Com­mu­nity spirit en­livens na­tion’s golden agers

China Daily (USA) - - CHINA - By XIN­HUA

As soon as Chen Xuemin re­ceived her pen­sion last month, she­madead­o­na­tionto her lo­cal com­mu­nity the­ater.

The the­ater’s di­rec­tor, Nong Miao­miao, who lives in the same Bei­jing com­mu­nity, had heard at the end of Au­gust that Chen’s hus­band was se­ri­ously ill. Along with 20 other peo­ple, Chen made a video of their lat­est per­for­mances, and sent it with their best wishes to the cou­ple. It was the last per­for­mance Chen’s hus­band ever saw.

The the­ater, cre­ated by the dis­trict gov­ern­ment and Ts­inghua Univer­sity in 2014, was con­ceived as an ex­per­i­ment in bring­ing to­gether se­nior cit­i­zens to ad­min­is­ter their own com­mu­nity ac­tiv­i­ties.

“We want all res­i­dents to take part in run­ning theirown com­mu­nity and to gen­er­ate the kind of so­cial vi­tal­ity that works­for them,” said LiQiang, dean of the school of so­cial sciences at Ts­inghua Univer­sity, who over­sees the pro­gram.

“If the res­i­dents have a good rea­son to be more closely in­te­grated with one another, a har­mo­nious and happy com­mu­nity will take shape,” Li said.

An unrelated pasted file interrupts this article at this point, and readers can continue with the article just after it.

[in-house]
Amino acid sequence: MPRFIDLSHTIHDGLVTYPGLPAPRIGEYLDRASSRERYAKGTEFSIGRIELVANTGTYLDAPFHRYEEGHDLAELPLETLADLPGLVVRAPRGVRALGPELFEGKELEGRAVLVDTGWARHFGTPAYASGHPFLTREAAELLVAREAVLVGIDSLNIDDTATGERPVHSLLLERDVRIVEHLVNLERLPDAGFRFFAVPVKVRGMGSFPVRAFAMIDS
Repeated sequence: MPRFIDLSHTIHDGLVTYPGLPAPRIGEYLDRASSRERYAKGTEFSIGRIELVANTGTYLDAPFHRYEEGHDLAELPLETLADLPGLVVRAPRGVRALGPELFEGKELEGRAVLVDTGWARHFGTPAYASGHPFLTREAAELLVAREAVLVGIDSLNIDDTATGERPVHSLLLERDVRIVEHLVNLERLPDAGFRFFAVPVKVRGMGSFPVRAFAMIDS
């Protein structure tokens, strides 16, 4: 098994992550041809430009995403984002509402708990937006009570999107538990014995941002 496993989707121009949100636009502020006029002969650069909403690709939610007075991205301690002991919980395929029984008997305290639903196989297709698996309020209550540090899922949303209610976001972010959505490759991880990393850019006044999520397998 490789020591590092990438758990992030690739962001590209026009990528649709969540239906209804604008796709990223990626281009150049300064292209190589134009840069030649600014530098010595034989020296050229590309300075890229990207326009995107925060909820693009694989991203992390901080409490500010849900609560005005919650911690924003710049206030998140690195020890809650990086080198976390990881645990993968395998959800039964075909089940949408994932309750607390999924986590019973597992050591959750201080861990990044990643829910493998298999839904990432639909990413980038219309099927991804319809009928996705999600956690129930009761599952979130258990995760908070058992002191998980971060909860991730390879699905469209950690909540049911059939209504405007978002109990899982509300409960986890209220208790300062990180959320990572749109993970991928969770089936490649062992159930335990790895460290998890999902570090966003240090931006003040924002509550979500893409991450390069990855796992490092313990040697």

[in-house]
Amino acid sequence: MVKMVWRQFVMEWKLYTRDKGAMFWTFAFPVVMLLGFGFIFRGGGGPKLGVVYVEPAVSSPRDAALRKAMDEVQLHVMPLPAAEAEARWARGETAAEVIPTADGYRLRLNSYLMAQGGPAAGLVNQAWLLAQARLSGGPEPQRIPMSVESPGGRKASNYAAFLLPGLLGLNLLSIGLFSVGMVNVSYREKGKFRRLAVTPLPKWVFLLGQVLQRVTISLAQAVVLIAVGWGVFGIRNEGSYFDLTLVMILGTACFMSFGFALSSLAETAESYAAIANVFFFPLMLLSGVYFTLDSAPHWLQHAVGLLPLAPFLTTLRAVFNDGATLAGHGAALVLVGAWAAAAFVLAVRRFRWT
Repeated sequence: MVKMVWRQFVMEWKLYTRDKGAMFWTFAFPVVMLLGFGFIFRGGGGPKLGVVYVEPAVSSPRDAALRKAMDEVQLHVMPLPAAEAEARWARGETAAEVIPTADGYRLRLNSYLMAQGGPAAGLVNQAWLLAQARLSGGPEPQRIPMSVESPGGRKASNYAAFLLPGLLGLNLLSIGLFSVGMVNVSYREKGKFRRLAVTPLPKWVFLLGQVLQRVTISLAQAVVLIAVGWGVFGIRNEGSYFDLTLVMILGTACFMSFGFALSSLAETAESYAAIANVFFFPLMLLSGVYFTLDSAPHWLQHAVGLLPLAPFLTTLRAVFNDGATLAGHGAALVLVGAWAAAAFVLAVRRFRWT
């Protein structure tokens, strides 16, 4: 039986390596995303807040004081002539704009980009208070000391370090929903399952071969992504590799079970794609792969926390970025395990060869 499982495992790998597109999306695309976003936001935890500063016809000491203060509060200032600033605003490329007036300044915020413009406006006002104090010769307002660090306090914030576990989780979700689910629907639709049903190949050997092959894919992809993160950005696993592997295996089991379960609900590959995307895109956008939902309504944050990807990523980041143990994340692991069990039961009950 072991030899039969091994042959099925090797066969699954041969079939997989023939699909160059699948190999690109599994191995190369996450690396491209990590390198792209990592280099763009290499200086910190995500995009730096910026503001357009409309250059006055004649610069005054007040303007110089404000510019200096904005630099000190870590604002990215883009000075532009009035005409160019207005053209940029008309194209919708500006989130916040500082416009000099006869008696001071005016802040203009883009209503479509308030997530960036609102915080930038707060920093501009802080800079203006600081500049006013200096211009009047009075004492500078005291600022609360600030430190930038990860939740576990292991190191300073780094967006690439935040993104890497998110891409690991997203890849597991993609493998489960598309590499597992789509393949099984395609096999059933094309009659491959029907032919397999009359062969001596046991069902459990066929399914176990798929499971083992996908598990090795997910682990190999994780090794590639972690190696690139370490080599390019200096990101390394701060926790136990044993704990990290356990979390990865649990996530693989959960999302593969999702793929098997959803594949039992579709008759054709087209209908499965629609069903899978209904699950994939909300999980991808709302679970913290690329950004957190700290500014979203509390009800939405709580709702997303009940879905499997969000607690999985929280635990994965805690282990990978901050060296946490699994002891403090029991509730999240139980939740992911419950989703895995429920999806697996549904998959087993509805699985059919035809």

It is no se­cret that China’s aging so­ci­ety is one of its big­gest so­cial is­sues. China has more than 220 mil­lion peo­ple over 60 years old, 16.1 per­cent of the pop­u­la­tion, and both the ab­so­lute num­ber and the per­cent­age are grow­ing.

Of those se­nior cit­i­zens, 15.3 per­cent be­lieve they need to be taken care of, more than dou­ble the amount in 2000, putting huge pres­sure on the gov­ern­ment.

“One way to ad­dress the aging prob­lem is for old peo­ple to learn to bet­ter care for them­selves and for each other,” Li said.

Es­tab­lished in the 1990s, the com­mu­nity where Chen andNong live has a poor en­vi­ron­ment and old pub­lic fa­cil­i­ties. Most res­i­dents are se­nior cit­i­zens who were re­set­tled here when the build­ings were new and their orig­i­nal res­i­dences were de­mol­ished.

When Li be­gan work­ing with the com­mu­nity, he setup a com­mit­tee of 34, most of whom were re­tired. They iden­tify prob­lems, lis­ten to the other res­i­dents and dis­cuss so­lu­tions. And dis­trict au­thor­i­ties pay at­ten­tion: A lot of their sug­ges­tions have been adopted, such as build­ing bike sheds and plant­ing more trees.

“At first, they did not have much idea about what they should do, and they were re­luc­tant to at­tend meet­ings,” said Liu Huili, head of the gov­ern­ment of­fice in the com­mu­nity. “Later, when they found they re­ally could make a dif­fer­ence, their mo­ti­va­tion grew.”

One ex­am­ple of the se­nior cit­i­zens’ new­found en­thu­si­asm is Li Jian­ming, 78, who vol­un­teered to set up a tai chi class and­nowl­eads a dozen of his fel­low res­i­dents as they ex­er­cise in a nearby park for at least two hours every morn­ing.

“If com­mu­ni­ties are well man­aged, many so­cial prob­lems are eas­ily solved,” dean Li Qiang said. the


A group of se­nior cit­i­zens en­joy their leisure time at a com­mu­nity cen­ter in Bei­jing’s Feng­tai dis­trict in Novem­ber.

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